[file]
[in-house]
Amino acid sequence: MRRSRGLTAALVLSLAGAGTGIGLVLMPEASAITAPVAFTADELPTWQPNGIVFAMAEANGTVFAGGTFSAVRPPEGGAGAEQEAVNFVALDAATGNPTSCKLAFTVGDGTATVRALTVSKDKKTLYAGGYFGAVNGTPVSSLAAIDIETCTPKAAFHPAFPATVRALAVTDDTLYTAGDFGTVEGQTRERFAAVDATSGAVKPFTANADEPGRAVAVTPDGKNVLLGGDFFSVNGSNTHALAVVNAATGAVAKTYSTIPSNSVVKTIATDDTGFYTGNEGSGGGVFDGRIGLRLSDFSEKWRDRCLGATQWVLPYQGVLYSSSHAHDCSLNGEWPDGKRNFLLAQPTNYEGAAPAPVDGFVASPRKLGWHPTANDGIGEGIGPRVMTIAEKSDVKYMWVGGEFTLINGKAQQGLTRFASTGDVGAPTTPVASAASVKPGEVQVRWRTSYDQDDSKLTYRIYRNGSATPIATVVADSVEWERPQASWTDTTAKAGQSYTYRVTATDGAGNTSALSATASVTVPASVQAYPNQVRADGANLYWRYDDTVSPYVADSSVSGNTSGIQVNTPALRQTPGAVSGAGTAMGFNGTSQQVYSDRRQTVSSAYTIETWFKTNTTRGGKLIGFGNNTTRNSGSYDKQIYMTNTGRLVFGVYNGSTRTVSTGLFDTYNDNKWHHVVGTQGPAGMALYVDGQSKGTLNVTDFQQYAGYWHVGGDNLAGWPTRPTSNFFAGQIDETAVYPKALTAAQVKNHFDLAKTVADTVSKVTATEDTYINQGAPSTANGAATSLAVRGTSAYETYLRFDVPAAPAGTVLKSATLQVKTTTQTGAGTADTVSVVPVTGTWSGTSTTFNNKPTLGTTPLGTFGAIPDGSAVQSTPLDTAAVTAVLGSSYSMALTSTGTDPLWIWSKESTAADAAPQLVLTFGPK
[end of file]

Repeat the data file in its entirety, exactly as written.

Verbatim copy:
[in-house]
Amino acid sequence: MRRSRGLTAALVLSLAGAGTGIGLVLMPEASAITAPVAFTADELPTWQPNGIVFAMAEANGTVFAGGTFSAVRPPEGGAGAEQEAVNFVALDAATGNPTSCKLAFTVGDGTATVRALTVSKDKKTLYAGGYFGAVNGTPVSSLAAIDIETCTPKAAFHPAFPATVRALAVTDDTLYTAGDFGTVEGQTRERFAAVDATSGAVKPFTANADEPGRAVAVTPDGKNVLLGGDFFSVNGSNTHALAVVNAATGAVAKTYSTIPSNSVVKTIATDDTGFYTGNEGSGGGVFDGRIGLRLSDFSEKWRDRCLGATQWVLPYQGVLYSSSHAHDCSLNGEWPDGKRNFLLAQPTNYEGAAPAPVDGFVASPRKLGWHPTANDGIGEGIGPRVMTIAEKSDVKYMWVGGEFTLINGKAQQGLTRFASTGDVGAPTTPVASAASVKPGEVQVRWRTSYDQDDSKLTYRIYRNGSATPIATVVADSVEWERPQASWTDTTAKAGQSYTYRVTATDGAGNTSALSATASVTVPASVQAYPNQVRADGANLYWRYDDTVSPYVADSSVSGNTSGIQVNTPALRQTPGAVSGAGTAMGFNGTSQQVYSDRRQTVSSAYTIETWFKTNTTRGGKLIGFGNNTTRNSGSYDKQIYMTNTGRLVFGVYNGSTRTVSTGLFDTYNDNKWHHVVGTQGPAGMALYVDGQSKGTLNVTDFQQYAGYWHVGGDNLAGWPTRPTSNFFAGQIDETAVYPKALTAAQVKNHFDLAKTVADTVSKVTATEDTYINQGAPSTANGAATSLAVRGTSAYETYLRFDVPAAPAGTVLKSATLQVKTTTQTGAGTADTVSVVPVTGTWSGTSTTFNNKPTLGTTPLGTFGAIPDGSAVQSTPLDTAAVTAVLGSSYSMALTSTGTDPLWIWSKESTAADAAPQLVLTFGPK